In order to give myself a better understanding of just what a hunter/gatherer culture might look like, I turned to 1491. Or more to the point, stumbled onto it and then let out a great big A ha! That book set me straight on a number of fallacies that I’d learned during my grade school history classes about the “Indians” and what the American continents had been like before Columbus. I discovered that radically changing the landscape to make it easier to survive isn’t something that’s limited to agricultural societies. His descriptions of how the New England area and even the vast Amazonian expanse may have looked like in the 15th century gave me a framework for how my hunter culture would look. I loved the sophistication that such “primitive” people brought to the shaping of their environments to suit themselves. The book Biomimicryy: Innovation Inspired by Nature gave me a modern approach to doing what these ancient peoples did without science as we know it, and together they gave me ideas such as the Provider Meadows, regular burning to keep undergrowth clear in “undeveloped” lands, and making sure that certain areas would have the foods that most attracted preferred prey animals so that the hunters might not have to range so far so often in search of game. It also reinforced my concerns about our modern “monoculture” of farming which is a central aspect of the book.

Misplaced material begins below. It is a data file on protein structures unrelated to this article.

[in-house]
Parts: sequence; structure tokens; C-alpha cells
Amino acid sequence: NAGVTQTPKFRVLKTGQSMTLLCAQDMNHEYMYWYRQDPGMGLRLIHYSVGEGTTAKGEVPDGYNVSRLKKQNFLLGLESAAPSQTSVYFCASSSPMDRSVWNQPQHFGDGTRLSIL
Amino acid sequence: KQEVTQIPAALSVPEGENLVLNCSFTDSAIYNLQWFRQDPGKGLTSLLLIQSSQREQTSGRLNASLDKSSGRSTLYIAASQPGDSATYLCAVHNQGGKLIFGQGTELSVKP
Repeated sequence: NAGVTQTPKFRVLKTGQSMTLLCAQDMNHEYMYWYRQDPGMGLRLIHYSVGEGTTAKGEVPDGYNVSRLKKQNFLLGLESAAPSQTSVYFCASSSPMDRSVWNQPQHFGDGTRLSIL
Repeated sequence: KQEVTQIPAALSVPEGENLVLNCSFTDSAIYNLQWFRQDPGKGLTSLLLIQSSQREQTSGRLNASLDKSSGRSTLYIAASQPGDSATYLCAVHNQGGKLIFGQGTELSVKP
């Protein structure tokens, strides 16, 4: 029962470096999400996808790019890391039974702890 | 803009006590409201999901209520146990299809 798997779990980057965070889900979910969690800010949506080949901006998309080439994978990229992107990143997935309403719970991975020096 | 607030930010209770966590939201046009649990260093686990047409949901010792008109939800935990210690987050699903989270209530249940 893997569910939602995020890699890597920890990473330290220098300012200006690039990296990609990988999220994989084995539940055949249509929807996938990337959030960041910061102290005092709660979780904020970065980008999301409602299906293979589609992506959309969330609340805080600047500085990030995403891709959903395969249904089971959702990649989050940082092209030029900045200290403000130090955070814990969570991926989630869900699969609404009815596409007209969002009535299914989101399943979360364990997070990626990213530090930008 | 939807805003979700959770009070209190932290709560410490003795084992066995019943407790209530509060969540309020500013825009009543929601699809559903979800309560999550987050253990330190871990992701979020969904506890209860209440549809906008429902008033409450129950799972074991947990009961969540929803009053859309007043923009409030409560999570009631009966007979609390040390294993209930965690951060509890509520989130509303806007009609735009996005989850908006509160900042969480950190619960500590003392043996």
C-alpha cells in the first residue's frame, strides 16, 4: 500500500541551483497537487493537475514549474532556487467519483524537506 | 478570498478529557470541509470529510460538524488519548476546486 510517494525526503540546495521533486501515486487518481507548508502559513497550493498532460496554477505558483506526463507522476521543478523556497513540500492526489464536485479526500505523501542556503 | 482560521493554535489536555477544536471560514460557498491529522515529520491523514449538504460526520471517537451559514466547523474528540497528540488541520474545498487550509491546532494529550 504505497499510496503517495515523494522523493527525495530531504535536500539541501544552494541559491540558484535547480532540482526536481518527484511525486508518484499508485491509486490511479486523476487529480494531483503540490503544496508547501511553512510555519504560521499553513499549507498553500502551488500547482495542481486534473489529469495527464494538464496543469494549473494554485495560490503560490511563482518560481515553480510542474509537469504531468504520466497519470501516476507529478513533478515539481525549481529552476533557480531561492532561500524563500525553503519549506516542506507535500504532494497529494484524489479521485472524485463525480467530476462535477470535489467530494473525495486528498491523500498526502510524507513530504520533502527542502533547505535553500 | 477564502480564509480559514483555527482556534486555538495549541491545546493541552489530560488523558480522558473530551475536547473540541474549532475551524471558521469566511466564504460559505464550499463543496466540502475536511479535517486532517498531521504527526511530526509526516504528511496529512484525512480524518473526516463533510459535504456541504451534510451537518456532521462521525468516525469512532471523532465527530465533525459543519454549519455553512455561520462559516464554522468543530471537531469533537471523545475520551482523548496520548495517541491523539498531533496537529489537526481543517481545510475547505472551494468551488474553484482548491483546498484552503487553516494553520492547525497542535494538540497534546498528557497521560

I also wanted to have, as a primary cultural difference, that my Uplands culture would be matriarchal in some manner while the Lowlands culture would be embarking on a much more patriarchal path. I am, unfortunately, rather familiar with patriarchy but I wanted to have a solid idea of what a female-led or dominated culture might look like. I had begun with an unoriginal sort of Gaia idea, but I’m happy to say that it evolved. One of my favorite sources of research material has been The Teaching Company’s “Great Courses” series.